American Journal of Obstetrics and Gynecology 02/2015; 212(1). DOI:10.1016/j.ajog.2015.02.011 · 3.97 Impact Factor
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    ABSTRACT: Spontaneous preterm birth (SPTB) is a complex condition that is likely a final common pathway with multiple possible etiologies. We hypothesized that a comprehensive classification system could appropriately group women with similar STPB etiologies, and provide an explanation, at least in part, for the disparities in SPTB associated with race and gestational age at delivery. Planned analysis of a multicenter, prospective study of singleton SPTB. Women with SPTB < 34 weeks were included. We defined 9 potential SPTB phenotypes based on clinical data, including infection/inflammation, maternal stress, decidual hemorrhage, uterine distention, cervical insufficiency, placental dysfunction, premature rupture of the membranes, maternal comorbidities, and familial factors. Each woman was evaluated for each phenotype. Delivery gestational age was compared between those with and without each phenotype. Phenotype profiles were also compared between women with very early (20.0-27.9 weeks) SPTB vs. those with early SPTB (28.0-34.0 weeks), and between African-American and Caucasian women. Statistical analysis was by t-test and chi-square as appropriate. The phenotyping tool was applied to 1025 women with SPTB who delivered at a mean 30.0 (+/- 3.2) weeks gestation. Of these, 800 (78%) had ≥2 phenotypes. Only 43 (4.2%) had no phenotypes. The 281 women with early SPTB were more likely to have infection/inflammation, decidual hemorrhage, and cervical insufficiency phenotypes (all p≤0.001). African-American women had more maternal stress and cervical insufficiency but less decidual hemorrhage and placental dysfunction compared to Caucasian women (all p<0.05). Gestational age at delivery decreased as the number of phenotypes present increased. Precise SPTB phenotyping classifies women with SPTB and identifies specific differences between very early and early SPTB and between African-Americans and Caucasians. Copyright © 2015 Elsevier Inc. All rights reserved.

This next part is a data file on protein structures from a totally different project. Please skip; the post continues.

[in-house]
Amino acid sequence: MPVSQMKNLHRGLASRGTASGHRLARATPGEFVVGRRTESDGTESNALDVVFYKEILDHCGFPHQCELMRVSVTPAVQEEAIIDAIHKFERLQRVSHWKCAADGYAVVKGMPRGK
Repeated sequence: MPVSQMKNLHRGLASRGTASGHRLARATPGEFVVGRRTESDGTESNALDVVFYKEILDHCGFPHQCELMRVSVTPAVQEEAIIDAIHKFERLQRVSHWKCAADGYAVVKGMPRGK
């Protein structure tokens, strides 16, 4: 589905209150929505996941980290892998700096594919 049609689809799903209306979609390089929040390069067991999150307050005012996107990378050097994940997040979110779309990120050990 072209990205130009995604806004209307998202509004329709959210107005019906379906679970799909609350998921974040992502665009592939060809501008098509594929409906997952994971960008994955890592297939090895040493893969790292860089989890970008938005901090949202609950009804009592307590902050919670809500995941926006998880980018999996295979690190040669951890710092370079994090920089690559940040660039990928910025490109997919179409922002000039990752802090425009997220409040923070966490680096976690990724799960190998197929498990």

American Journal of Obstetrics and Gynecology 02/2015; 212(4). DOI:10.1016/j.ajog.2015.02.010 · 3.97 Impact Factor